Some days we recognize our overwhelming need for support. We are grateful for friends who encourage us, who donate funds, who pray for us. With the help of team-members scattered across the world, we can stay. We can walk with our Navajo friends through joyful times and through tragedy. We can enter in to their Circle of Life!

Christmas Baking

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I love baking special treats for Christmas. We don’t usually bother with cut-out cookies, but we definitely have our family favorites. This year since there were only 4 of us at home, I asked both Jakob and Anna to name just 3 favorites we “must” have for Christmas. Amazingly, their lists agreed: Molasses Sugar Cookies, 7 Layer Bars, and Caramel Bars (sinfully rich cookies brought by a friend to Randy’s birthday celebration—looks like they will be added to the “family favorites” list). I added Chocolate Chip Cookies and Peanut Butter Blossoms (you know, peanut butter cookies with a Hershey’s kiss topping each one).

christmas cookie baking

Baking Christmas Cookies...

It took me a few days to bake all of this. Yes, my back was sore each evening. Yes, my hair wilted and I was sweaty working around the hot oven. Yes, the cookies disappear with alarming speed. But it is part of Christmas. It is something I enjoy.

christmas baking

Making Cookies...a family Christmas Tradition!

I found it quite interesting, however, to discuss Christmas baking with women at church. To make casual conversation, I asked what sort of baked treats each family prefers. The women gave me blank looks, baffled by my question. It turns out that none of them do any Christmas baking. The ingredients are somewhat costly, but the real problem is kitchen appliances. It is difficult to bake on an old fashioned wood stove. And it is cost prohibitive to use an oven with a propane stove. Their families still consume plenty of Christmas calories—but in the form of candy rather than cookies.

Ahhh…now I better understood the excitement of a friend’s family when I gave her a plate of simple chocolate chip cookies to take home. To me (and my family) baking that type of cookie is a simple thing. Often I choose to bake them as a form of stress relief. The ingredients are almost always sitting in the pantry, ready at a moments notice to be turned into a quick snack. But to my friend and her family, who rarely taste home-baked goodies, it was truly a special gift!

christmas cookies

Our family's Christmas calories come in the form of cookies...

Just one more example of different cultures having different holiday traditions…

Career Day…Expanding Their Futures

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We are gradually learning that a huge roadblock to “success” out here is a profound lack of envisioning a future. There is a quiet strength in our Navajo friends who live mostly in the “now.” They often lack the striving, stressing, worrying-about-tomorrow that most of our Anglo friends (and we, ourselves) experience. At the same time, they often seem incapable of seeing possibilities and weighting options. And sometimes, I think, this lack of envisioning future paths contributes to high school drop out rates and eventual despair and purposelessness.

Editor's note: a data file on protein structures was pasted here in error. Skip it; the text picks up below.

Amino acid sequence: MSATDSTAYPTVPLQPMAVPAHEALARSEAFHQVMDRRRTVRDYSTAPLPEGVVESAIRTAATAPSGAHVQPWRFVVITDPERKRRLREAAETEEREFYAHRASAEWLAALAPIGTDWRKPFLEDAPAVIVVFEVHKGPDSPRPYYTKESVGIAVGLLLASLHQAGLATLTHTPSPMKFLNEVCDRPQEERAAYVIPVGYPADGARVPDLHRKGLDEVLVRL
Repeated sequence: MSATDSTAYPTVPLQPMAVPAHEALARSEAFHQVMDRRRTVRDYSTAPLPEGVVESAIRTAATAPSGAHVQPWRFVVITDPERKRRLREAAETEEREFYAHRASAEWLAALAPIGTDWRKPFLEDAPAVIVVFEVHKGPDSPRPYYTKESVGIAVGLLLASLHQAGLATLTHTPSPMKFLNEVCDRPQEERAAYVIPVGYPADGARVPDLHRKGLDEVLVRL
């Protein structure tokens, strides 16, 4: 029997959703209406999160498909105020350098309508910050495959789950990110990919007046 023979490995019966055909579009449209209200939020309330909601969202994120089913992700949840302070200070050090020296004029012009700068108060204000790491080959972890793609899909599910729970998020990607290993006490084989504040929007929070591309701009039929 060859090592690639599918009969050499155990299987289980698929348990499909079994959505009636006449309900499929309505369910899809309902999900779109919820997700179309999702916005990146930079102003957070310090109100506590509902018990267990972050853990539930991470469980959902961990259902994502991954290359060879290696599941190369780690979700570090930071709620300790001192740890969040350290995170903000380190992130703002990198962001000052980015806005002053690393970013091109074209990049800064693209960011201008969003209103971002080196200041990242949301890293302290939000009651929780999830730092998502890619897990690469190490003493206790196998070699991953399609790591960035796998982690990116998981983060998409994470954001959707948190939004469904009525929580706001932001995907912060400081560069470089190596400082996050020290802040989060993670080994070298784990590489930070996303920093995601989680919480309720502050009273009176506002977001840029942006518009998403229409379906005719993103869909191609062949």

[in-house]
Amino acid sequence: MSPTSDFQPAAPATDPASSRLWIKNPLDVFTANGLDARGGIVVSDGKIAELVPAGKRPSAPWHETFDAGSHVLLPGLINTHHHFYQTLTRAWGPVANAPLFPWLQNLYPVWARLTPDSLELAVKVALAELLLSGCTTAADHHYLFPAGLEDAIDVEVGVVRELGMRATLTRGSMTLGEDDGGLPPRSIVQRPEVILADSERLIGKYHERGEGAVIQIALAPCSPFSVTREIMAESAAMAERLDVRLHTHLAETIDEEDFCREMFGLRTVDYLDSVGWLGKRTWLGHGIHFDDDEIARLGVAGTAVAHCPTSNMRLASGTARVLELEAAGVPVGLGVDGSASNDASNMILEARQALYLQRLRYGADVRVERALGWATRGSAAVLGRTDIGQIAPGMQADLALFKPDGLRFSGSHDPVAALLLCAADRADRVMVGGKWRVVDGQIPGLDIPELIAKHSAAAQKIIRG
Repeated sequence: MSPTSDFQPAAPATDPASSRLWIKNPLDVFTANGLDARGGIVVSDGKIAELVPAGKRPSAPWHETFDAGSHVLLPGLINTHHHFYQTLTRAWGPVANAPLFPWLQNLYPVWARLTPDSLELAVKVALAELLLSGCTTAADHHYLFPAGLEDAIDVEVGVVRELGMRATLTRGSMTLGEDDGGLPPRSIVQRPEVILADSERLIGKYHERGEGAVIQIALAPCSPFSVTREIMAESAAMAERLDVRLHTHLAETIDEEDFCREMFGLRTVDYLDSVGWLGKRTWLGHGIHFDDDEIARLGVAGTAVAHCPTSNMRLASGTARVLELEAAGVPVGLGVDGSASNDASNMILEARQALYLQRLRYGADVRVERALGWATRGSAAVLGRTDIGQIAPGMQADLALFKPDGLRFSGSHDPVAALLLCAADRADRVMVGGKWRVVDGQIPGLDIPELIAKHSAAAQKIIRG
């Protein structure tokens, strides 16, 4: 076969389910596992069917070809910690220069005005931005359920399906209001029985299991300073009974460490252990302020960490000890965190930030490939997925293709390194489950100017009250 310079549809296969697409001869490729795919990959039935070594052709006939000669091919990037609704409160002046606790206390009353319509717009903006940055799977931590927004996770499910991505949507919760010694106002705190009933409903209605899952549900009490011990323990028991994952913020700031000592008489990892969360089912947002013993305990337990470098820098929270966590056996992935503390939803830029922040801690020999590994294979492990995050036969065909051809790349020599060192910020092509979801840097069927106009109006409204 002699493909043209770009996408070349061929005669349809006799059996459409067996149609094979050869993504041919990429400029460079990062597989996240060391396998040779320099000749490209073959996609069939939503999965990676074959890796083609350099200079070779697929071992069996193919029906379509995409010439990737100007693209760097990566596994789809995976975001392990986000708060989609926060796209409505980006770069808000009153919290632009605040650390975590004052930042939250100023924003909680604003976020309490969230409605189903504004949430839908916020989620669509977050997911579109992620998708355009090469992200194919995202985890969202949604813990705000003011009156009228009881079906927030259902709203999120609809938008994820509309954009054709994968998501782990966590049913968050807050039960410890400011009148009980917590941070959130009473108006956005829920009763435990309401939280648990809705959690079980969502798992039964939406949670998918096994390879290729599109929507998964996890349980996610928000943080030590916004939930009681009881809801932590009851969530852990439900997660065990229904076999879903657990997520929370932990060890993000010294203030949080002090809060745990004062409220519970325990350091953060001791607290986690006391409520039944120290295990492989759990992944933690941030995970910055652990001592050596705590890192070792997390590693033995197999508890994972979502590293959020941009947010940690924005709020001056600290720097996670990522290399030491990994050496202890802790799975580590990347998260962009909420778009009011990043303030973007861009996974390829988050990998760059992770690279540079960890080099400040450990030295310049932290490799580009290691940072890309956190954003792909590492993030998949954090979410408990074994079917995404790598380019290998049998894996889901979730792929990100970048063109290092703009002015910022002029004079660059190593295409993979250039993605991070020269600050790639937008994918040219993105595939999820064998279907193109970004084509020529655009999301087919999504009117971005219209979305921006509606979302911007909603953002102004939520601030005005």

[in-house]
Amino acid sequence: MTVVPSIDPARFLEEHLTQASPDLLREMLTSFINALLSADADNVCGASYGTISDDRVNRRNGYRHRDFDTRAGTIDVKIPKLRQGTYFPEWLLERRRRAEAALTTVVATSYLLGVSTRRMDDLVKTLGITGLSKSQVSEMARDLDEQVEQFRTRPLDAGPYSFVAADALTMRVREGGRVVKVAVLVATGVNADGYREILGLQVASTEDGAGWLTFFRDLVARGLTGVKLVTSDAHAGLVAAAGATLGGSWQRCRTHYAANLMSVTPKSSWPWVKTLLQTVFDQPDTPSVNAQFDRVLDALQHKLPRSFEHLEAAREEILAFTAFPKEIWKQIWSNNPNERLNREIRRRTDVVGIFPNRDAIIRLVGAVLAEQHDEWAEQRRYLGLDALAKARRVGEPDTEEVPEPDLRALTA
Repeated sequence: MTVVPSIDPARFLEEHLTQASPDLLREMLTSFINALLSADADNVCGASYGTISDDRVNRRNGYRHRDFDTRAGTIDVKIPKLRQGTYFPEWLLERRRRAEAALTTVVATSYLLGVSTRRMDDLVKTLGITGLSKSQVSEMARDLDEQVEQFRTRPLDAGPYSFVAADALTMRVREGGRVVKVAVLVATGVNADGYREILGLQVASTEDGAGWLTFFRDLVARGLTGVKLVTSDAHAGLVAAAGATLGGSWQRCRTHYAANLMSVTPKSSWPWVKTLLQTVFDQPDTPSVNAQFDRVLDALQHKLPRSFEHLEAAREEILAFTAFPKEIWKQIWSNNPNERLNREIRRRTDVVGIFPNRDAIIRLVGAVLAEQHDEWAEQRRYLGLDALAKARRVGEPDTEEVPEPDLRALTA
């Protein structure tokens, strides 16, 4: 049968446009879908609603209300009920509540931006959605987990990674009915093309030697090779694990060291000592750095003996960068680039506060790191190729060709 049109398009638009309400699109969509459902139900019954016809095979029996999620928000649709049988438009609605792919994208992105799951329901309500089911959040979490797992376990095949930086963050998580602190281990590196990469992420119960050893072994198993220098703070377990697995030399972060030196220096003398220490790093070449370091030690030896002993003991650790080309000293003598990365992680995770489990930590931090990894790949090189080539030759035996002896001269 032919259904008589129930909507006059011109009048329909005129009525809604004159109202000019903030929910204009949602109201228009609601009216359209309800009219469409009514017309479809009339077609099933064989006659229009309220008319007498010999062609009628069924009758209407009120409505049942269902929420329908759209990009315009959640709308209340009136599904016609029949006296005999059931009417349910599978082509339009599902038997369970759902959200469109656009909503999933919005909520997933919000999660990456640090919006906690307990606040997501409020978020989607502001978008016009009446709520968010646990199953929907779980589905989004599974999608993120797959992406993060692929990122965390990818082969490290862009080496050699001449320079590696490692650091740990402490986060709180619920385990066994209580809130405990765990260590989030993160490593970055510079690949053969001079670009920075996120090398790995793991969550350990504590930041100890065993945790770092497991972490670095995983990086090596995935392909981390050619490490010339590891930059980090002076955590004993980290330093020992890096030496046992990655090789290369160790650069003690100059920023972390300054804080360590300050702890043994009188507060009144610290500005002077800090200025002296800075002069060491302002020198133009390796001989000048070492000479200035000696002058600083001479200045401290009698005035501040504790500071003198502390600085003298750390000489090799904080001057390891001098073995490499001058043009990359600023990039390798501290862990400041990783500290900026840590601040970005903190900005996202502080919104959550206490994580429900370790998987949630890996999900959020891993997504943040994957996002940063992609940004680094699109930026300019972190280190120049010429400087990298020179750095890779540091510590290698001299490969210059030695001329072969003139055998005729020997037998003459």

career day group photo

"Ya'at'eeh" -- Wecome to Career Day

Today I joined the local 7th and 8th grade class on a field-trip to a Career Day held at the high school most of them will eventually attend (45 miles from here). At first the students were baffled about why we were dragging them to this activity. They hung together in little groups and wandered aimlessly—other than trying to avoid making eye contact with anyone at the tables or getting sucked in to possible conversations. Eventually, with the prodding of their teacher and myself, most of them started engaging with the various presenters and recruiters.

career day_firefighter

Learning about new Junior Firefighter program at Cuba Highschool

Career Day_firefighter

Playing with the firefighter's tools...

They learned that they can sign up for the military during their senior year IF they keep their grades up and stay in school. They learned what it takes to become an agent with the FBI. They learned about outdoor careers with the Fish & Game Department and with the Forestry Service. They learned about indoor careers such as dentistry and working with mentally handicapped individuals.

One boy who is an excellent artist and enjoys drawing as an escape from a difficult family situation, was quite excited to find out you can actually study ART in college! Another was interested to learn that he could participate in rodeo in highschool and that if he is good enough he could go to college on a scholarship to be on the rodeo team. A few of the girls discovered that deciphering blueprints is kind of fun, and the need to be detail oriented in the construction trades is a good fit with their personalities.

Career Day_girls

Learning about dentistry...

It is possible that some of our students will eventually follow-through on interests started by this Career Day. Likely, however, the most significant thing about this outing was that it expanded their options. It widened their horizons, and exposed them to many possible futures they had never considered before.

Now if we can only help them stay in school long enough to pursue those possibilities!